Past Issues

August 29, 2016

Share Your Personality in Your Next Cover Letter!

Sponsored: Maximize your exposure and find a job faster

The internet has changed the way that employers search for new employees. The latest numbers tell us that over 1.5 million employers & recruiters search various career websites daily for job candidates. That means to get those employers and recruiters to see your resume, you need to be on all the top career websites as soon as possible.

Why not let Resume Rabbit instantly post your resume on up to 88 job boards? Within minutes you'll be seen on, CareerBuilder, America's Job Exchange, Dice & more. Resume Rabbit's quick & easy online form will save you over 60 hours of research and data entry. Maximize your exposure and go to Resume Rabbit today.

Sponsored: [VIDEO] Here's how to create a winning cover letter

A perfectly-written cover letter can be more important to your job search than your resume! Update your approach and get your phone ringing off the hook with more quality job interviews and job offers faster than you could ever imagine.

Stop writing cover letters the hard way. 'Amazing Cover Letters' helps you quickly and easily crank out a killer cover letter that is guaranteed-to keep your phone ringing. With just a click-of-a-button, fill in the blanks and in just 3.5 minutes out pops a brilliantly worded and perfectly crafted cover letter - 100% customized for you. Land hot job interviews and top job offers - without writing one word, by going to The Amazing Cover Letter Creator.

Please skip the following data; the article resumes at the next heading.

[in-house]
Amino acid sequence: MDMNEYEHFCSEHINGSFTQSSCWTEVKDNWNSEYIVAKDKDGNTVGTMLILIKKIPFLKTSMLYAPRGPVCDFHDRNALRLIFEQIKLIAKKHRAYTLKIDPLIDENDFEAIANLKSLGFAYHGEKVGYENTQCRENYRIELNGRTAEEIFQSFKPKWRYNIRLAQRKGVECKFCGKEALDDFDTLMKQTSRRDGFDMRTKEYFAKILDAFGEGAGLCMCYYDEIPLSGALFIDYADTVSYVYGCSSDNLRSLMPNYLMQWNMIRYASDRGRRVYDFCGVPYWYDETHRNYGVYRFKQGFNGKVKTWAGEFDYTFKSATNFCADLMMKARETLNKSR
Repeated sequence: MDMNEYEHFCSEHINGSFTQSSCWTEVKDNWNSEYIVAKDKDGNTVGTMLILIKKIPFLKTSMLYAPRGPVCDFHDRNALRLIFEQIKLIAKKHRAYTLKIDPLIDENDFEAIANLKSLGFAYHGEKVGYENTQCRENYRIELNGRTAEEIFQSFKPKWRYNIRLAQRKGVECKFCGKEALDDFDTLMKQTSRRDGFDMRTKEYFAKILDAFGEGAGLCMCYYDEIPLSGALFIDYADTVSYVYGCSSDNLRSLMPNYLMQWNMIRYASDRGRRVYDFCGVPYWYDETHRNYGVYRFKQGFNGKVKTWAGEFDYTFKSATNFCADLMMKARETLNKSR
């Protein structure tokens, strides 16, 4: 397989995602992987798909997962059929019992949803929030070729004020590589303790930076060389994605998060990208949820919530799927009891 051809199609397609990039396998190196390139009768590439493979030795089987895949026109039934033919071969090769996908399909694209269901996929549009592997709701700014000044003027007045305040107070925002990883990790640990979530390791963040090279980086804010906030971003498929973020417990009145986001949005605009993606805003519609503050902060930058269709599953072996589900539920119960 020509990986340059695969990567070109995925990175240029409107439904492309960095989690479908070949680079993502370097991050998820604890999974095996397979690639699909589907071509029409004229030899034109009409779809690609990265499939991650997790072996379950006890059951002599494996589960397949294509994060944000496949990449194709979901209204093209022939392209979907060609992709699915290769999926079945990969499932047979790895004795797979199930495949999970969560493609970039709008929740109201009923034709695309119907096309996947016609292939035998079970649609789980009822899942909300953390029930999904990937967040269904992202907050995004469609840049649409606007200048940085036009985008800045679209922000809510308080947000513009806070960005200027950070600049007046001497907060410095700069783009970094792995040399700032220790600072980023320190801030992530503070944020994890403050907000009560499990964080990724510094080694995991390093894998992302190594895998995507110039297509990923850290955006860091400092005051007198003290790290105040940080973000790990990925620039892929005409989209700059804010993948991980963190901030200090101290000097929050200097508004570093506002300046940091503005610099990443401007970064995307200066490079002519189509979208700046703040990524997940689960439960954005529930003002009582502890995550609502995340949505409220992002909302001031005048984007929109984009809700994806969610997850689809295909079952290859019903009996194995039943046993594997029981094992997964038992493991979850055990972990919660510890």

Share Your Personality...

By Karen O'Connor, Head Writer at CareerJimmy

How often have you heard this advice? "Just be yourself."

You might be thinking, well who else would I be? That's a good question. We don't generally decide to be untrue to ourselves. And yet in tight, nervous situations we often behave out of character. It's as though we don't trust ourselves to be who we are, so we assume a posture we think other people - particularly hiring managers - may want to see. We put on a mask in writing and in person. We try to become what we think other people want, even if it feels uncomfortable to us.

Paula had such an experience. She had heard colleagues and friends tell her 'be yourself' as she started on her search for a new job as a manager at a prominent clothing store. "I lost myself there for a minute," she said. "I noticed my cover letter was stiff and academic in tone and filled with fancy words that didn't sound a bit like me. I couldn't seem to relax and just let the sentences flow. It's not as though I were running for president. I simply wanted to let the hiring manager know that I was qualified, that I really wanted this position, and that I was a good candidate based on my experience and interest in the fashion industry. "How difficult could that be? Yet, I made it difficult."

Apparently Paula didn't believe she was good enough or smart enough or talented enough to let her true self be known through her cover letter. "I thought I needed to overshadow my weaknesses by sounding different somehow. I can't explain it. But I knew the moment I reread what I'd written that it didn't sound a bit like me.